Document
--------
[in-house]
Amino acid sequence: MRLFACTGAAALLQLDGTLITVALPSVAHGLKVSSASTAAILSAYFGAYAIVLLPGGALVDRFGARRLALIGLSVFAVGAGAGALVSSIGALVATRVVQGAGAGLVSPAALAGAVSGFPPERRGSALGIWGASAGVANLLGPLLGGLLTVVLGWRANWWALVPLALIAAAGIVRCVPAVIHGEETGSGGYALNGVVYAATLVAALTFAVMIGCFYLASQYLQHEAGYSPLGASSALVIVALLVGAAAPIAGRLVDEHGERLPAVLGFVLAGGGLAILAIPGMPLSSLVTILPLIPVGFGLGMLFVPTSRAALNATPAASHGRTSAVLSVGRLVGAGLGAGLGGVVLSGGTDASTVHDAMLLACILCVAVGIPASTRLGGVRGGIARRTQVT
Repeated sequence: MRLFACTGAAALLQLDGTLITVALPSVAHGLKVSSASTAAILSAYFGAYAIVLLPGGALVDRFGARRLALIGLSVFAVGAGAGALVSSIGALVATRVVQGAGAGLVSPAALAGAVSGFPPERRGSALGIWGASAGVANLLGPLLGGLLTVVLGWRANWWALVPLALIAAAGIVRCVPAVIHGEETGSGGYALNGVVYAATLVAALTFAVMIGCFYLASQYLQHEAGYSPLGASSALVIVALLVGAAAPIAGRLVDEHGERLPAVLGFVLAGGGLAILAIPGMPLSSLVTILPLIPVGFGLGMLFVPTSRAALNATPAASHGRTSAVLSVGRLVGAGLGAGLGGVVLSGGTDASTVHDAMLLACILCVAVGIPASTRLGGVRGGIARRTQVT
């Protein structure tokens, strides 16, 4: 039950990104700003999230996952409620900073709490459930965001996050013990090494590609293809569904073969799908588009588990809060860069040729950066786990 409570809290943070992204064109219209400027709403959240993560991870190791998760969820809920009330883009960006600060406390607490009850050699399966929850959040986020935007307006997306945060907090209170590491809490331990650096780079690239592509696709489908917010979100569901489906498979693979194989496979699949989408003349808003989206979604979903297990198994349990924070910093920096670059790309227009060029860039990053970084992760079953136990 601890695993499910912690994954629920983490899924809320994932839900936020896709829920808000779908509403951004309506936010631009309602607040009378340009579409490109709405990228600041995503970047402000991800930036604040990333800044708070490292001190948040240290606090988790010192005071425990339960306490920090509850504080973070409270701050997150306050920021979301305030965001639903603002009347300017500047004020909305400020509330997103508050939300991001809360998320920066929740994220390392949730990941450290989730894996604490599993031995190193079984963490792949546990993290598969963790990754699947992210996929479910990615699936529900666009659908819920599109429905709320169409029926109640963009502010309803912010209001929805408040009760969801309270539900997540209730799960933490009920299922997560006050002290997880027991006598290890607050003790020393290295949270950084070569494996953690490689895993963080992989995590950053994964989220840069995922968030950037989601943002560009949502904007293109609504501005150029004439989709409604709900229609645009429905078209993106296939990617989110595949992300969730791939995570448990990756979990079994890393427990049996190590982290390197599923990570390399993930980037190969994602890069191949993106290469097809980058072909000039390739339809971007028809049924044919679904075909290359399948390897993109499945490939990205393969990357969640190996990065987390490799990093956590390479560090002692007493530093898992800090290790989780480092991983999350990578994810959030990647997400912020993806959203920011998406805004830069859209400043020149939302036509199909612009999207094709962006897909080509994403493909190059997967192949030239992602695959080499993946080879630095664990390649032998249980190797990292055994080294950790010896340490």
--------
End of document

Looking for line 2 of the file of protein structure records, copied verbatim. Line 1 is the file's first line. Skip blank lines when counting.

Amino acid sequence: MRLFACTGAAALLQLDGTLITVALPSVAHGLKVSSASTAAILSAYFGAYAIVLLPGGALVDRFGARRLALIGLSVFAVGAGAGALVSSIGALVATRVVQGAGAGLVSPAALAGAVSGFPPERRGSALGIWGASAGVANLLGPLLGGLLTVVLGWRANWWALVPLALIAAAGIVRCVPAVIHGEETGSGGYALNGVVYAATLVAALTFAVMIGCFYLASQYLQHEAGYSPLGASSALVIVALLVGAAAPIAGRLVDEHGERLPAVLGFVLAGGGLAILAIPGMPLSSLVTILPLIPVGFGLGMLFVPTSRAALNATPAASHGRTSAVLSVGRLVGAGLGAGLGGVVLSGGTDASTVHDAMLLACILCVAVGIPASTRLGGVRGGIARRTQVT